Carving Catalpa

When a friend of mine sent me this big chunk of fresh catalpa wood, some memories came to mind. When I was a kid we had a big catalpa tree in the yard and I had fun playing with the long beans, or cigars as we often called them. Another memorable catalpa tree was a huge specimen that lived in the front yard of my in-laws house. That was the one that ate my sandwich.

Kristin and I, newly dating, pulled into her parent’s house with sandwiches from Subway. For some reason, on my way up the front walk, I started swinging my subway bag in big vertical circles. Before my brain registered my stupidity, the bottom seam of the plastic bag gave way on the upward arc of the swing, slinging my sub high into the gnarly limbs of the catalpa. The paper wrapper burst open and bits of sandwich sifted down through the branches as Kristin’s father watched through the front picture window.

About sixteen years ago, my in-laws had to have that tree taken down and I carved a few things from it, including the bowl above for them. I borrowed it to take the photo. It’s a big bowl, but surprisingly light. Catalpa is ring porous and relatively soft, works well for dry foods and such, but not ideal for salads.

As you can see from the fresh piece, Catalpa has a greyish/greenish tint, but over time it ages to a pleasant shade of brown.

I decided to do a bird/hen bowl sort of like this one but with a longer tail. The hollow is steep and deep. You can see an apple peeking out from the roughed hollow. After the adze and bent gouge, I worked with a swan-kneck gouge (like a spoon bent gouge) and a twca cam to really get down in there.

Now it’s on to the exterior hewing and shaping. I should have that roughed out this weekend. If all goes well, we’ll see this piece of catalpa again looking more like a bowl.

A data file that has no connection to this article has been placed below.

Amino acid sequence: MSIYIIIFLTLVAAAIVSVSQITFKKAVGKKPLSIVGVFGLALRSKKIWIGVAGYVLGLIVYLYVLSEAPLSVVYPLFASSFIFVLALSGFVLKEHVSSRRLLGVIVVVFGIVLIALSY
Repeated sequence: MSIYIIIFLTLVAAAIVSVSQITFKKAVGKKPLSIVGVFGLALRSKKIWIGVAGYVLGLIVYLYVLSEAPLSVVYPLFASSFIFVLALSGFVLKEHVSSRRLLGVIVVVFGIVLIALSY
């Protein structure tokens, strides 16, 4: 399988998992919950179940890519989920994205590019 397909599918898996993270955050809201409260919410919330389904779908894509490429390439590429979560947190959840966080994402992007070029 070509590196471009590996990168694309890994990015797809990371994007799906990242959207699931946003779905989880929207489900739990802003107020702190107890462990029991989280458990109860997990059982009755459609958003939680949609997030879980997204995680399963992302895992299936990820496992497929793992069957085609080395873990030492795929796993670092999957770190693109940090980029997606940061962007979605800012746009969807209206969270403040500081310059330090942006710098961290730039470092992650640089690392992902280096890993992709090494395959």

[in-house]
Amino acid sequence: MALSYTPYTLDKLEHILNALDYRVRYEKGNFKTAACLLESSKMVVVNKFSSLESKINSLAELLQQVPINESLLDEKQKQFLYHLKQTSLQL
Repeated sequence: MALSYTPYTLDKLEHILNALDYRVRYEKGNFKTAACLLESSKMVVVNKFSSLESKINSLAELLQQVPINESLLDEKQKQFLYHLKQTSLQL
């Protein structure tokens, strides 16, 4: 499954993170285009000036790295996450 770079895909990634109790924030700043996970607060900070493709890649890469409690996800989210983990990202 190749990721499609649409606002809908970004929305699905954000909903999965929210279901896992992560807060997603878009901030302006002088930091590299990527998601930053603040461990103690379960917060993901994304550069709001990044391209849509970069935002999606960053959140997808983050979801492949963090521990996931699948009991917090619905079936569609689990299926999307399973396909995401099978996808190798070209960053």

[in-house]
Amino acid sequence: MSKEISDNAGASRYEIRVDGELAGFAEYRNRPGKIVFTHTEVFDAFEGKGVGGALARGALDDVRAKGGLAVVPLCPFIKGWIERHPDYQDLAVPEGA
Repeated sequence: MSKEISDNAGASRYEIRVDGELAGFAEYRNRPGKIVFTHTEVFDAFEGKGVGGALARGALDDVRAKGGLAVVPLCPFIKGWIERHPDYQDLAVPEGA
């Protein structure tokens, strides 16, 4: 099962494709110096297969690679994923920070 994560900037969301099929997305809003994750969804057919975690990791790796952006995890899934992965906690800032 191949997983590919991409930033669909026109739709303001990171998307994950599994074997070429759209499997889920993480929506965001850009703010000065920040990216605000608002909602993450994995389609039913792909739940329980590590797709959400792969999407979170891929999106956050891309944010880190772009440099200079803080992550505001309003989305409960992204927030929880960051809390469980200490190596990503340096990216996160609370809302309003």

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6 Responses to Carving Catalpa

  1. Skip Florey says:

    Wonderful bowl Dave! I like how the colour has aged. It’s always a plus to have a story behind the wood used in a project. I harvested some walnut from a tree my father-in-law planted, after he passed, to make a knitting box for my mother-in-law.
    Look forward to seeing the bird!

    Liked by 1 person

  2. Jed Dillard says:

    Wood with stories always makes better objects.

    A couple of catalpa memories. Many catalpas are planted in this part of the country for the sole purpose of using the caterpillars that attack the leaves as fish bait.
    Some even plant them at their fish ponds. The worms can be frozen to save for later expeditions. This has led to many stories of the paper bags containing them being discovered by those not responsible for storing the worms.

    Wood wise, I remember seeing a double oxen yoke made from catalpa in a museum. Its light weight being especially useful.
    Even though photos from that period show oxen to be pretty scrawny, that yoke came from a far larger catalpa than I have ever seen.


    • Dave Fisher says:

      I had no idea about the worms, Jed! And. the catalpa ox yolk makes perfect sense. Never would have thought of that. Decay resistant too. I don’t know how big the ox yolk was, but I’ve seen some massive catalpas around here.


  3. Chester Thompson says:

    Great story and great bowl.


  4. Pingback: Catalpa Hen Bowl | David Fisher, Carving Explorations

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